Unlike 1996, this year there will be no policy breakout from Washington’s political logjam. With so many and such large problems facing it, there is a tantalizing prospect that Washington could still produce a major policy victory.
There is certainly precedent: 1996’s welfare reform. Similar as 1996 and 2012 seem on the surface, the two will not yield similar results.
Sixteen years ago, Washington was also divided. Insurgent Republicans, fresh from momentous midterm gains, faced a weakened Democratic president seeking reelection. Twice the two parties attempted welfare reform and failed. However, the third try proved the charm and, in the words of President Clinton, ended “welfare as we have come to know it.”
Welfare reform still stands as a signature achievement not just of 1996, but a fundamental change of one of America’s major entitlement programs. Welfare became workfare, ended widespread dependency on government aid and saved money by giving states wide latitude in designing their programs.
So why couldn’t Washington do something like this again in a presidential election year?
For one thing, today’s problems are bigger than 1996’s.
Sixteen years ago, the economy and the budget were relatively good. Then the deficit was $107 billion, amounting to just 1.4% of GDP. Real economic growth was 3.7% and the yearend unemployment rate was 5.4%.
Today, both are historically bad. Last year, the deficit was $1.3 trillion, amounting to 8.7% of GDP. Real economic growth was 1.6% and the yearend unemployment rate was 8.5%.
For another thing, the presidents’ political circumstances vastly differ.
Clinton was a minority president, winning just 43% of the popular vote — the lowest for a president since Wilson in 1912. Knowing he couldn’t win reelection without increasing his coalition significantly, Clinton had no choice but to increase it and, with Republicans controlling Congress, no choice but to try to work with them.
Obama is a majority president, winning 53% of the popular vote — the largest percentage for a Democratic president in 44 years. From Day One, Obama has known he could win reelection without increasing his coalition. Therefore, his primary motivation has been to retain it. And that doesn’t require him to work with his opponents.
Despite suffering severe midterm election defeats, the two presidents’ Congressional alignments are also very different.
Clinton’s midterm defeat was a shattering setback — Republicans gained full control of Congress for the first time in 50 years. This only confirmed Clinton’s isolation and weakness in the wake of his health care failure.
Obama’s midterm defeat was resounding, but Democrats still retained control of the Senate. Republican control of the House was hardly the shock it was in 1994 — having regularly controlled it over the last 20 years. Democrats’ retention of the Senate meant that far from isolated, Obama was insulated — he has not had to face politically uncomfortable legislation — as did Clinton.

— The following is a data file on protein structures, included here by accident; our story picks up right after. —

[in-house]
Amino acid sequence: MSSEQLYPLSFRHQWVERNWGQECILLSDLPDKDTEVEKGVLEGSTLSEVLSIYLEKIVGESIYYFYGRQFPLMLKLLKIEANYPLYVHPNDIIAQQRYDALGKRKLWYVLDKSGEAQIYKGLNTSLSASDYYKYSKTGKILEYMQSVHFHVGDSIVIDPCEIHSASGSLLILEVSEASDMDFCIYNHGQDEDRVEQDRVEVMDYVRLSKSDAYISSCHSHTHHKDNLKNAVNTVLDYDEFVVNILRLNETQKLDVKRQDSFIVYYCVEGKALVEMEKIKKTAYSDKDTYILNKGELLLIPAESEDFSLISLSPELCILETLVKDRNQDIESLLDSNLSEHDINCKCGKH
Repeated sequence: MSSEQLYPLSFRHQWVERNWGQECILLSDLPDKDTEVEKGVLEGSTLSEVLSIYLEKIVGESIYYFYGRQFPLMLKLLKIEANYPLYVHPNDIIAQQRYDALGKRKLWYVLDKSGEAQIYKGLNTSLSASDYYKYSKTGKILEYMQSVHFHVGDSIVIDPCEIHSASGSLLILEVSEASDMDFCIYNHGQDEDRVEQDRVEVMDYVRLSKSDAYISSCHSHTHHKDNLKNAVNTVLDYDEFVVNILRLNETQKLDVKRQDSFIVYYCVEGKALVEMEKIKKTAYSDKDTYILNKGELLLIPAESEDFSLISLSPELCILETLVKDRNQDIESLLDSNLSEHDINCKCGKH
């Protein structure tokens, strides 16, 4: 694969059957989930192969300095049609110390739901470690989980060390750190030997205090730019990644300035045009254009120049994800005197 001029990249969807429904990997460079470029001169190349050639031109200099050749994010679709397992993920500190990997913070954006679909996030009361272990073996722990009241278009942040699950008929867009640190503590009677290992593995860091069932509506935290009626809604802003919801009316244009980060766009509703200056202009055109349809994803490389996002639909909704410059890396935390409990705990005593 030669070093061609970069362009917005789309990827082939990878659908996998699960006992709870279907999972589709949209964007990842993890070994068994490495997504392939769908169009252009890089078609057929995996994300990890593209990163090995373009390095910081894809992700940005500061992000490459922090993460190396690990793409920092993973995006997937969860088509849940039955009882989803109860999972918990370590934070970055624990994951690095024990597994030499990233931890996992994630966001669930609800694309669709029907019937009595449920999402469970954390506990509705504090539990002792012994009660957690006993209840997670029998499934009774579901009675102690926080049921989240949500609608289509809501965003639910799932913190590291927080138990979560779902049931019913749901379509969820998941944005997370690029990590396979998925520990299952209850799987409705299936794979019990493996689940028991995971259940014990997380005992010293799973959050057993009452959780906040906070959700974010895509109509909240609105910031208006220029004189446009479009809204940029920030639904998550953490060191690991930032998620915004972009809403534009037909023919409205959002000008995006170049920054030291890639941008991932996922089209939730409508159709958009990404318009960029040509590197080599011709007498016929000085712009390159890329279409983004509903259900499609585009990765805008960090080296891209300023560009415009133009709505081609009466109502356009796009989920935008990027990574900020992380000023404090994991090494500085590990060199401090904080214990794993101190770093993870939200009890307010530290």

Unsurprisingly, Clinton and Obama’s first three years have been very different too. During Clinton’s presidency, the Republican Congress and Democratic President were forced to work together. Results came, and difficult as they were to achieve, they provided the ground for further efforts. Both sides benefitted — Clinton winning reelection and Republicans retaining Congress.
During Obama’s presidency, the result has been fewer results. Even had they wanted to, working together would be far more difficult. And Obama and Republicans have not had to work together. Because Congress is split, both sides are buffered from the responsibility of legislating — Republicans can blame Senate Democrats, Senate Democrats can blame House Republicans, and Obama can blame Congress (as he has) — for not passing anything.
Also in contrast with Clinton’s first term, both parties are seeking to avoid blame — not share credit. Both sides want to avoid responsibility for the economy and budget. What better way of doing so than to claim you have the proposal for success, but have been frustrated from implementing it by the other side? Active but absolved at the same time!
Finally, initiatives start with the president and the two are very different. Clinton’s executive experience was not only more extensive, but was obtained in conservative Arkansas. The new conservative majority, while politically a shock, was hardly an unknown to him — he had navigated the same political terrain as governor. Obama’s political experience has only been in very liberal circumstances — Illinois and in his first two White House years.
While seemingly similar, 1996 and 2012 are different by order of magnitude. Today’s problems are too great for ready solution; the stakes therefore too high; the two sides too evenly balanced; the election too near. Unlike 1996, in 2012 it would seem that “you can’t get there from here.” And America is unlikely to for another year.
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